The Listening Gallery was a knowledge transfer collaboration between the Royal College of Music and the Victoria and Albert Museum (V&A), supported by the Arts and Humanities Research Council (2008-10). Stemming from research in music, art, design, and technology, the project connected objects in the V&A’s collections with music that shares their rich and distinctive pasts.
New and existing recordings of music were integrated into two V&A projects. Baroque 1620-1800: Style in the Age of Magnificence was the V&A’s Spring 2009 exhibition, which ran from April to July 2009. Medieval and Renaissance Europe is a series of eleven new galleries that re-opened after major renovation in December 2009. The collection is one of the finest in the world, and its redisplay will have a minimum lifespan of 25 years.
The music employed in the Listening Gallery – much of which was especially recorded by RCM students and staff, using instruments from the RCM Museum and manuscripts from the RCM Library – comes from precisely those years, those cities, those spectacles represented by objects in the V&A’s galleries. The music and the artefacts on display were typically commissioned by the same patrons, and to experience them reunited enhances understanding of the periods, places, and people represented.
The variety of musical styles, genres, and instruments covered across European art and culture from 1000-1800 has required the consideration and application of a wide range of musicological sources. Moreover, the input provided by performers to early music scholarship has been essential, particularly for the earliest works where hands-on music making is often the best means of addressing interpretative and notation questions.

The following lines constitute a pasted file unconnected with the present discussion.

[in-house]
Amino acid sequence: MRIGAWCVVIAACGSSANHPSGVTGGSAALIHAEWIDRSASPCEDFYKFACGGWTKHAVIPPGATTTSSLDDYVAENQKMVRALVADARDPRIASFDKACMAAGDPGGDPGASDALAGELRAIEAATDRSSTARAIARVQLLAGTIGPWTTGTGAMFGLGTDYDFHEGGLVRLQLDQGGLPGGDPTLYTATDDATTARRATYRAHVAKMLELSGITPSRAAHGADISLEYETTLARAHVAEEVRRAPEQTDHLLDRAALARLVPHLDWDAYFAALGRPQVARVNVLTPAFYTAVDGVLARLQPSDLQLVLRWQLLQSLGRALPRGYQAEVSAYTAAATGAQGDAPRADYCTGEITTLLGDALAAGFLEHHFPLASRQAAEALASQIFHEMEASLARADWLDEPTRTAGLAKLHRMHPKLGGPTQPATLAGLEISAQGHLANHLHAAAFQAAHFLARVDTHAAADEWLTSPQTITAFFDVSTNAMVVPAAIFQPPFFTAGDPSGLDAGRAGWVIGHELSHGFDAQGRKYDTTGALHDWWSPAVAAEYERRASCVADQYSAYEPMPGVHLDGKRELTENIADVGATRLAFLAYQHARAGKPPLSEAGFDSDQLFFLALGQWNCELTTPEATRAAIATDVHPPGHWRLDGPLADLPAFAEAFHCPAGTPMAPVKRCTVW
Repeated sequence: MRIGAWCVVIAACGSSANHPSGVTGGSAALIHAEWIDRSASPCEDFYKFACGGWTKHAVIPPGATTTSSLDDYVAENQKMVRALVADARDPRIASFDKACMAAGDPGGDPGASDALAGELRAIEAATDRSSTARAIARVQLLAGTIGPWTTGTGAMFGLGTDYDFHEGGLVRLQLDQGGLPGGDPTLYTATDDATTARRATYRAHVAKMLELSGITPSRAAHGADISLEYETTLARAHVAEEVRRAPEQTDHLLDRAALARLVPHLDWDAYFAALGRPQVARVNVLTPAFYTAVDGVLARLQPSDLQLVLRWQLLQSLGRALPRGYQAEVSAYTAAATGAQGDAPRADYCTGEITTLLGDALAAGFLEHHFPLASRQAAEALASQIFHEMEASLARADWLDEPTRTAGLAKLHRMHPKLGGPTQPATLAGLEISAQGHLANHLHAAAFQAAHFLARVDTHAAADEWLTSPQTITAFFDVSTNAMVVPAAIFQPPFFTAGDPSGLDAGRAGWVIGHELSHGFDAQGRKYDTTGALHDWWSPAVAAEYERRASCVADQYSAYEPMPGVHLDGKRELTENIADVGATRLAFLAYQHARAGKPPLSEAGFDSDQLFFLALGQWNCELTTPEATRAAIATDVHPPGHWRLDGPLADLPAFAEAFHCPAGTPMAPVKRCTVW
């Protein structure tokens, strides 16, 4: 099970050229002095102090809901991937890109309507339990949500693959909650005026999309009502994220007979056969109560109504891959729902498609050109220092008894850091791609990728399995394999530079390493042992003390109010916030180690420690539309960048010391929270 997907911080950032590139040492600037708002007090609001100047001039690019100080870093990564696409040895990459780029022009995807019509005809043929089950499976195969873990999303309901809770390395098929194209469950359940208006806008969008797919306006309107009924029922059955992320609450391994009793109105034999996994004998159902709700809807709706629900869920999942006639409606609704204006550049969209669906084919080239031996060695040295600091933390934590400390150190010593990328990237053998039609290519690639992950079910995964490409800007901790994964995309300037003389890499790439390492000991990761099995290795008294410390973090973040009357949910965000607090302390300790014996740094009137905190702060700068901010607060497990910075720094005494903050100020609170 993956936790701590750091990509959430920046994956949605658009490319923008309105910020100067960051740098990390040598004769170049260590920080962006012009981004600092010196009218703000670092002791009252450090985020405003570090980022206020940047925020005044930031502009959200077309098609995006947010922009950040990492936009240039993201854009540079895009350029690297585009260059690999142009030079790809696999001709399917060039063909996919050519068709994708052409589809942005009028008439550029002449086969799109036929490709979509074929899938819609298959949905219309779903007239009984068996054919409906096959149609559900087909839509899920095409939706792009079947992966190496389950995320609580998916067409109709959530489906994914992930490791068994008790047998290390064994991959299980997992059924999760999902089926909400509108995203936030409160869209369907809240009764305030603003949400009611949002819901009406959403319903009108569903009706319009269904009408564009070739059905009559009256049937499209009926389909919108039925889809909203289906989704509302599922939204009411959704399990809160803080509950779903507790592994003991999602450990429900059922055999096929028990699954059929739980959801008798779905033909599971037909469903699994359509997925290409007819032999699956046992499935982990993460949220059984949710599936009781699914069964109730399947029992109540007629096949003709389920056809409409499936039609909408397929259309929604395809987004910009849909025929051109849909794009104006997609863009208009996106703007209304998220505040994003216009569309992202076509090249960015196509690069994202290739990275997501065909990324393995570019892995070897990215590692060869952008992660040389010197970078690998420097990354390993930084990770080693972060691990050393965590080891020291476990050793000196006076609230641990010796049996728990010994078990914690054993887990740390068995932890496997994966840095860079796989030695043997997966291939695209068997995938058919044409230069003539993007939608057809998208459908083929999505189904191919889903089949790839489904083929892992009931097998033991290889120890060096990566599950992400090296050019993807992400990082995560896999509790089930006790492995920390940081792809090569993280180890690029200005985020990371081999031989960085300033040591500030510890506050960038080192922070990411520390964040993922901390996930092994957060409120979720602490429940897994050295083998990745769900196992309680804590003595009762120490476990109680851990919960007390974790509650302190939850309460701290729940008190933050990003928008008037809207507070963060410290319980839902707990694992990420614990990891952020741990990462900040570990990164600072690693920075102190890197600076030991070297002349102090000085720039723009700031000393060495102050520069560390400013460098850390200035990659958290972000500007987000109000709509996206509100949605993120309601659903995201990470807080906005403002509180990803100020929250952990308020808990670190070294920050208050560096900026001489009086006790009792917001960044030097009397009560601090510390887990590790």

Music recorded for the Listening Gallery can be downloaded from the V&A’s website:
Our documentary series offers a rare, behind-the-scenes glimpse into the processes, products, and impact of Listening Gallery knowledge transfer activities. Drawing on the experience of curators, performers, researchers, and recording engineers, the films provide insight into the relevance of music to objects on display at the V&A, as well as the rehearsal and recording work of RCM musicians.
Frost S & Nuti G (2012), Another dimension: integrating music with the Medieval & Renaissance Galleries, V&A Online Journal, 4 [DOI].
Nuti G, Solomon A, & Williamon A (2009), The listening gallery: integrating music with exhibitions and gallery displays, in A Williamon, S Pretty, & R Buck (eds.), Proceedings of the International Symposium on Performance Science 2009 (pp. 341-346), European Association of Conservatoires (AEC).